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I am looking to incorporate a Teensy board on my PCB. I want to solder the Teensy PCB onto my PCB. But I also want to minimize the height above my PCB as much as possible. Hence, I DO NOT want to solder using regular header pins -- i.e. I DONT want this: enter image description here

I want the Teensy to sit as flush as possible on my PCB. Unfortunately, the Teensy does not come with castellated holes (like the Photon or most wireless boards): enter image description here

So I was thinking of the following options:

  1. Using low profile header pins like this one -- https://www.pololu.com/product/2663 (plastic height is 1.5mm instead of usual 2.5mm). But I want to avoid the 1.5mm as well

  2. Use straight pins like this - http://www.digikey.com/product-search/en?mpart=3560-2-00-15-00-00-03-0&vendor=54 -- and soldering the Teensy flat on my PCB. Is this a viable option?? A google search doesnt really show me examples of this being done.

What other tricks/tips can I use??

(I understand that the best way is to not use the Teensy board directly, and instead to design the Teensy ckt on my PCB. But for some reasons I do not want to get into that right now.)

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  • \$\begingroup\$ I once had to deal with a similar issue at my old job, there was some mains voltage through hole parts that needed to be flush underneath. We ended up just flipping the board after soldering it and passing it through a mill, it worked so well we could get the underside totally flush with the soldermask. If the underside doesn't need to be ultraflat, another tactic I've used is to just clip off the excess length with a good pair of side cutters and run the soldering iron over the pads, you end up with smooth little bumps rather than big pins sticking way out. \$\endgroup\$ – Sam Sep 24 '16 at 21:54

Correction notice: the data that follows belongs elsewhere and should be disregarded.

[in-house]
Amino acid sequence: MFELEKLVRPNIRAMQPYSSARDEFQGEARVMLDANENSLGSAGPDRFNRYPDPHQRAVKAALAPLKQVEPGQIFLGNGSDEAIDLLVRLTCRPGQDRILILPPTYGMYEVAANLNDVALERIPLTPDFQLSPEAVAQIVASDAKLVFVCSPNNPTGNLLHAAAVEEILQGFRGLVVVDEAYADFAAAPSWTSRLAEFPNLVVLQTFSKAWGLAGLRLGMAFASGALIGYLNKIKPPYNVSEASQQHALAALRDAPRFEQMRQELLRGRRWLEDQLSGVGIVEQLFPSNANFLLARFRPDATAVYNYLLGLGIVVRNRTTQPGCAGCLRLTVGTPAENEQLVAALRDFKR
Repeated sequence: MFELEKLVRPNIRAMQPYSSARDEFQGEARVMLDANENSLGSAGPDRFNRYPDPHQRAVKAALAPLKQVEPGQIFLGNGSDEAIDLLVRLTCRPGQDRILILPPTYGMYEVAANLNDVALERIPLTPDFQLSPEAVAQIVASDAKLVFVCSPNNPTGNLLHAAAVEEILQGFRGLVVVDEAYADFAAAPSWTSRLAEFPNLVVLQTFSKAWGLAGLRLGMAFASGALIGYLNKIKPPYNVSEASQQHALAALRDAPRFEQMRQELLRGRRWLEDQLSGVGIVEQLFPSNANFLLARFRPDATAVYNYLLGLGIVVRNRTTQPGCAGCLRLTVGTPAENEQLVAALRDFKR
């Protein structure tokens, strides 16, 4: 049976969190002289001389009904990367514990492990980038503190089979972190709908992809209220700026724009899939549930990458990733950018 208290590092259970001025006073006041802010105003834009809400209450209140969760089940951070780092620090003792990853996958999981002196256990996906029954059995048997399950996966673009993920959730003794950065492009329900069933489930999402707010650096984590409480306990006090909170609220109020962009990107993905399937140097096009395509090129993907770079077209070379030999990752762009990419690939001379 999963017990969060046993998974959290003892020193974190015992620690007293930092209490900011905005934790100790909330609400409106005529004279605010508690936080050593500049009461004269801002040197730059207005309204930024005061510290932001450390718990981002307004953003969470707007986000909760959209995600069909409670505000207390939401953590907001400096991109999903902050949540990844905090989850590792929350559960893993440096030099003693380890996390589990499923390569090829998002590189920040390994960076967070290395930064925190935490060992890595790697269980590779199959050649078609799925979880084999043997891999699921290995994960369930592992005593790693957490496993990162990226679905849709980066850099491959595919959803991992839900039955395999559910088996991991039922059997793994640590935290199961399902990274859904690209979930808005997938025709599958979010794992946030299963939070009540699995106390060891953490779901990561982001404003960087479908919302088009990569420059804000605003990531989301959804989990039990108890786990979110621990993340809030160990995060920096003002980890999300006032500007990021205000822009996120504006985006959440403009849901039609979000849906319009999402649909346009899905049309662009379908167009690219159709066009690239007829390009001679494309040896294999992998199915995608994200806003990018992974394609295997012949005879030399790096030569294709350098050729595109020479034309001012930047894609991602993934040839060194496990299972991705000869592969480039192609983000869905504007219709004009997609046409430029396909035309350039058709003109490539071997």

• \$\begingroup\$ Actually I found a project online that does something similar, but for only a few pins ... this result -- github.com/macaba/Teensy-3.2-USB/blob/master/Images/Result.jpg THis link that has assembly steps -- github.com/macaba/Teensy-3.2-USB \$\endgroup\$ – O.K. Sep 24 '16 at 22:05
  • \$\begingroup\$ Have you considered the option of mounting the Teensy upside-down, so its components sit between its board and your board, effectively using the otherwise wasted space? \$\endgroup\$ – Jules Sep 27 '16 at 4:37
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  1. Stick the headers through your main board from the bottom, with the plastic on the bottom.
  2. Set your Teensy on top, with the headers going through its holes.